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 Tops Past Week's Sales at

by Ron Jackson   
Archived 10-21-03   

We all THINK we know what makes a domain name valuable, but the final determination on what a domain is really worth ALWAYS rests with the buyer. Someone has to be willing to put their cash on the table for a sale to take place. We think a lot can be learned by looking at current domain name sales, so we are kicking off this new weekly column to do just that. 

Keep in mind that this report is meant as an educational tool. No one will ever be able to publish a list documenting ALL high value domain sales because many are kept private at the insistence of buyers, sellers or both. This column will feature the highest reported sales with data coming from many of the key players in the domain aftermarket. Thanks to their co-operation and willingness to help other domainers succeed, we hope to be able to provide you with valuable insight into what is happening in the domain market each week.

Before we get started, we also want to emphasize that these are the highest value sales that have been reported in the past week. These are not average selling prices. One of the biggest impediments to making sales is pricing domains at unrealistic levels. For most of us, pricing domains at these levels will leave us waiting a very long time to make a sale!

Our initial report below starts with the top  sales (and other notable transactions) at last week. We are also including recent sales at Sedo (they do not currently list the sales dates on their site but have agreed to start furnishing us with weekly data beginning with our next report). We will add data from all other sources that make their top sales information available to us so that we can compile one master list. is the latest to come on board and their data will be included next week as well.

We will welcome all verifiable sales reports from companies, private sellers and individuals with knowledge of an important sale made through any channel. To contribute information for this column, just drop a note to (For our next update we will need information on completed sales (payment received and domains transferred) that occurred from Mon. Oct. 13 through Sunday, Oct. 19).

Now, without further adieu,  the envelope please:

Top Sales Contracts at for the week ending Sunday, Oct. 12
(For this initial column Afternic data is for sales agreements. Starting with the next report, data from all sources will be for sales that have completed the escrow process.)

Domain Sold For
1. $9,000
2. $5,000
3. $4,000
4. $3,000
5. $1,000

Another notable sale at Afternic was IAC.US for $500. 3-letter domains have always been highly-prized in the .com namespace. Speculators in new extensions are keeping a close eye on sales trends in .us, .info and .biz to see if the popularity of these short acronyms carries over to those TLD's.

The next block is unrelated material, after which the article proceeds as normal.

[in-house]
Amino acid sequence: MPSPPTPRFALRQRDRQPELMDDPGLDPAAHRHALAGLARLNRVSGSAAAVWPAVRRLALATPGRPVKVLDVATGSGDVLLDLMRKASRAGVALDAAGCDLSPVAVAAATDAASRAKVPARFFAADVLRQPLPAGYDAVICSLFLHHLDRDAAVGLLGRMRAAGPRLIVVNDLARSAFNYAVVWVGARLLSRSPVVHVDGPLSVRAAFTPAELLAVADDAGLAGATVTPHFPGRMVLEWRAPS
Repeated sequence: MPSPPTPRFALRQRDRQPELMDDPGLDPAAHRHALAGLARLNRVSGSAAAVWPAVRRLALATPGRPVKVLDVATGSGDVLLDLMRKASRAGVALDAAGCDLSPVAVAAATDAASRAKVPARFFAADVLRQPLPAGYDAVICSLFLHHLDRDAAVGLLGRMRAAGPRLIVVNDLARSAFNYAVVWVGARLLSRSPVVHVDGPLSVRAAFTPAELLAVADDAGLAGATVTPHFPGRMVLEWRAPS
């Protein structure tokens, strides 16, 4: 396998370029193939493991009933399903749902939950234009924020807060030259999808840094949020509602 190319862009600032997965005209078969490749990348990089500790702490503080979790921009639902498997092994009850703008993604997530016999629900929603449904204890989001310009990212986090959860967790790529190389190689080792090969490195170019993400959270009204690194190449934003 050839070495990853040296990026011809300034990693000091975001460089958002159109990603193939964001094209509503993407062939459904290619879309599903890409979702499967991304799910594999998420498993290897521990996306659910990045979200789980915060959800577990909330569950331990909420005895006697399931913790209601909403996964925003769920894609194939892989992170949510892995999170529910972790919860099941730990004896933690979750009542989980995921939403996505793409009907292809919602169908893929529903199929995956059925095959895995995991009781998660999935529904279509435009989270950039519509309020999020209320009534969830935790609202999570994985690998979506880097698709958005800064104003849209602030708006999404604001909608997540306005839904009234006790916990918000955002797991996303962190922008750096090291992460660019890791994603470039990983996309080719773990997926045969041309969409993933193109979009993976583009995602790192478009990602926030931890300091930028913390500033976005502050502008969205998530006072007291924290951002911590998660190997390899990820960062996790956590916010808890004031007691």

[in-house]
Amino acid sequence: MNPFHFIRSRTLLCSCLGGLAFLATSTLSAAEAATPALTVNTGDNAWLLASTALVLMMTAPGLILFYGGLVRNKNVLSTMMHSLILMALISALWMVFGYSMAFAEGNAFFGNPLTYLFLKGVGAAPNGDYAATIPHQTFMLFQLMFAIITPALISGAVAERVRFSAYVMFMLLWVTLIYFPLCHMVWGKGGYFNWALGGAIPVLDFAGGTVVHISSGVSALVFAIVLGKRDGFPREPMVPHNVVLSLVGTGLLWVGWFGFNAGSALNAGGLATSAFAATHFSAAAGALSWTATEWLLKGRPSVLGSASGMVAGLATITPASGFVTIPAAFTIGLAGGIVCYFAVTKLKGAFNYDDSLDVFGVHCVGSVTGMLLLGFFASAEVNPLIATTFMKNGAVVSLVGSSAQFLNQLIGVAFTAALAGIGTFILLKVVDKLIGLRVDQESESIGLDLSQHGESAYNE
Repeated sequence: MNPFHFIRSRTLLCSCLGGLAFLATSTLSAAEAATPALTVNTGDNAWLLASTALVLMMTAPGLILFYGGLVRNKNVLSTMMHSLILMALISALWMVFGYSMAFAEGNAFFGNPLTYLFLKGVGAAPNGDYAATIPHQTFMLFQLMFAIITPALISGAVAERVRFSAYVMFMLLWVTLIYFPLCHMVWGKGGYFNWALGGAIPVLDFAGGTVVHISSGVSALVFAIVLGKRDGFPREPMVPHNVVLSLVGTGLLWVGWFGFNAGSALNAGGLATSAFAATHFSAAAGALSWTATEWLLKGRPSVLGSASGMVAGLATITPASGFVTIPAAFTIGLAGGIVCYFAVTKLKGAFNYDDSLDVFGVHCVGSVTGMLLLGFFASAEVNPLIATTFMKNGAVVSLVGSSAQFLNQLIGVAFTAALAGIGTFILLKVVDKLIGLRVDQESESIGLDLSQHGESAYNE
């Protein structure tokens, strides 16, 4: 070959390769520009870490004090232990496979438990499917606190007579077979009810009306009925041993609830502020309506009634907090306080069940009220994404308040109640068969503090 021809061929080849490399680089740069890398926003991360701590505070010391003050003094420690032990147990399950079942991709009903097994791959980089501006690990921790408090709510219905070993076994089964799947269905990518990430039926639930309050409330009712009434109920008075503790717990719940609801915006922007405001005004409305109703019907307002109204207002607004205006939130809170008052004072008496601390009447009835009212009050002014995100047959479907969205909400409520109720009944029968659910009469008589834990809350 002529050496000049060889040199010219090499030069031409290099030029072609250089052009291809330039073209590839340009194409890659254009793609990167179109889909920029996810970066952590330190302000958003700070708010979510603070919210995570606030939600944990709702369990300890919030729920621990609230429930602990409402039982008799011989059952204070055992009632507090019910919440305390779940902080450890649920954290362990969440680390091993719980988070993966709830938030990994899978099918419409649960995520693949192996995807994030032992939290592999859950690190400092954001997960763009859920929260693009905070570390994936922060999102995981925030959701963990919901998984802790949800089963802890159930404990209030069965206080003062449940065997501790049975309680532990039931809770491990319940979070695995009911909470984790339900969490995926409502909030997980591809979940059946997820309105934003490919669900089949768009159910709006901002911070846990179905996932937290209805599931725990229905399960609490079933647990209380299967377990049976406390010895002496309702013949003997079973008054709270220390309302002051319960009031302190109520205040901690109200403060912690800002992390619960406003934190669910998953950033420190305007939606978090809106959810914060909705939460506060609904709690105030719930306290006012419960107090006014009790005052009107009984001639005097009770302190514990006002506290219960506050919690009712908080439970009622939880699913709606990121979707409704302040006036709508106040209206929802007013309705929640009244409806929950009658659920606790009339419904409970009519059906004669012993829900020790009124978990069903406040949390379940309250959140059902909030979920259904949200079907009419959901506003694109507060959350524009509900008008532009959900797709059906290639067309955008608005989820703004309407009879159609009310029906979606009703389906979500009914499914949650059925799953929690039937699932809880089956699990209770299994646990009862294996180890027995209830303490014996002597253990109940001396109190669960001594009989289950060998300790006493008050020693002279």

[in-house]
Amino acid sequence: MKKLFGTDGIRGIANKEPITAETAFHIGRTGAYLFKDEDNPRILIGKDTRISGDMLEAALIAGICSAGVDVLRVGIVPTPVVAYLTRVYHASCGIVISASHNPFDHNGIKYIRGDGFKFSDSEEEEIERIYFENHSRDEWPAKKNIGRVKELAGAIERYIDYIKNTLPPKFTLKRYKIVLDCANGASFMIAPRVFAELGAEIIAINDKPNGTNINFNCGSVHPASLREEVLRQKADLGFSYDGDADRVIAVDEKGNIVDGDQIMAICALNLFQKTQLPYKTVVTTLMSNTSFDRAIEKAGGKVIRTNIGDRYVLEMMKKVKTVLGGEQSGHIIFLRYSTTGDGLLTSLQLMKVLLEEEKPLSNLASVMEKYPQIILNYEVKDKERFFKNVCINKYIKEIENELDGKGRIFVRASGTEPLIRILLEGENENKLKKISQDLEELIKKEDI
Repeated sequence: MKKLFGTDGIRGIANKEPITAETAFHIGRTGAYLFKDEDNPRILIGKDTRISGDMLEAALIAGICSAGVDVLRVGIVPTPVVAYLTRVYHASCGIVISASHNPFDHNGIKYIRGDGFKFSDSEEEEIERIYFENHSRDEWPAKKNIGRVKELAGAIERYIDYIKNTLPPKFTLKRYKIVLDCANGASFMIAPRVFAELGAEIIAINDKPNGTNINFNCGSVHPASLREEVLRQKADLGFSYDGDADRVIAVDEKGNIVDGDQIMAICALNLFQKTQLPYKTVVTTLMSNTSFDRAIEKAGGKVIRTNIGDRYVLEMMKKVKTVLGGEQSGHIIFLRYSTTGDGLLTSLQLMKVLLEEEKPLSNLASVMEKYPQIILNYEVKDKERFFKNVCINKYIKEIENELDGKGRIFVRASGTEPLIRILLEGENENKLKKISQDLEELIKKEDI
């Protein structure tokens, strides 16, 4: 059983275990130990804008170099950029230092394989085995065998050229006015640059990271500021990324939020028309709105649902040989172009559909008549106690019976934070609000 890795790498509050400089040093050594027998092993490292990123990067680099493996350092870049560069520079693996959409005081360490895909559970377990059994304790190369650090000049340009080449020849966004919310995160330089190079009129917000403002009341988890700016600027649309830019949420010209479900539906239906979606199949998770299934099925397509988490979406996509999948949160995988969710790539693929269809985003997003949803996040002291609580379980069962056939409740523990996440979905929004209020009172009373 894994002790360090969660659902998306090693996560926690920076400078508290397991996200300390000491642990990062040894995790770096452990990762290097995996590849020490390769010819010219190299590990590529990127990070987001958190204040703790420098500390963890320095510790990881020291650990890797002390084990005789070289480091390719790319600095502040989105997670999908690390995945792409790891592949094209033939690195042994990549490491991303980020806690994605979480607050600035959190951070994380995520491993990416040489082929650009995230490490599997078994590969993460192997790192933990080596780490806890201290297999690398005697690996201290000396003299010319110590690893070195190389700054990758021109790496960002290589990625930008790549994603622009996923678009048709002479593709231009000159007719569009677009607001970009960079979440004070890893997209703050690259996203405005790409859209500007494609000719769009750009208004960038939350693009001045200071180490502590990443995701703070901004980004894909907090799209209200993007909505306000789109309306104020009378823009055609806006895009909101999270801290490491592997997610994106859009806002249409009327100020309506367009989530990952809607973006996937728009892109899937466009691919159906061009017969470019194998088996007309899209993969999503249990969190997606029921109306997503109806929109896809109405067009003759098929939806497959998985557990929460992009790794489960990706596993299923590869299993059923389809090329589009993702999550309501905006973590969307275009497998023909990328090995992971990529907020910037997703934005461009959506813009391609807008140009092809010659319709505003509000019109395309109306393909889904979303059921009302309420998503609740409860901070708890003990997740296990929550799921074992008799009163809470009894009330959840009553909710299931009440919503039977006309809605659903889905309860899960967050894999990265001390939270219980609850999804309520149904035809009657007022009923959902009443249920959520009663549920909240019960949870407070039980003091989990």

In looking at the  Top 5, I don't think many would be surprised by a good dictionary .com noun like going for what it did. The same is true for may raise a few eyebrows though. A two-word domain in a country code domain like that would usually receive low appraisals from armchair quarterbacks. The same is true for, a domain that is a bit long and is available in every other major extension except the .com. The fact that someone would pay $3,000 for it rather than take the .net for a registration fee underlines the continuing importance placed on .com by end users. is a good example of a solid two-word term (one that is taken in all major extensions) that we think sold at a very reasonable price.

At Sedo, their current list of recent sales also shows some interesting purchases:
(these domains are completed sales but not necessarily from the last 7 days. Starting with the next report, all Sedo data will be from the previous 7-day period).

Domain Sold For
1. $40,000
2. 35,000 Euros ($40,600)
3. 3,500 Euros ($4,060)
4. 2,000 Euros ($2,320)
5. $1,700 certainly fetched a nice price but a name like that should. If Tim Schumacher and Matthew Bentley's article about .DE in Domain Name Journal has not already opened your eyes to .de (the German country code), this sale of for over $40,000 should! Strong country code domains can mean big business. If you need furthur proof, how about (.AT is Austria's country code)? Excellent term but many domainers in English speaking countries probably would not have guessed it would go for four figures in .at. shows that domains don't have to be short to attract a buyer, though I believe long terms still need to be very focused, as this one is, to have a good chance to sell for significant money. New extension fans will have to be heartened by the $1,700 sale of The question is, are there a lot more sales where than one came from for holders of .biz, .info and .us. 

Another interesting sale on the Sedo list is It only went for $300, but the general consensus is that 3-character .coms (those mixing letters and numbers) have next to no value as they are readily available in thousands of combinations. It is all part  of what makes this such a fascinating business. Your sales prospects might not look good, but you're not out of the game until your domain expires!


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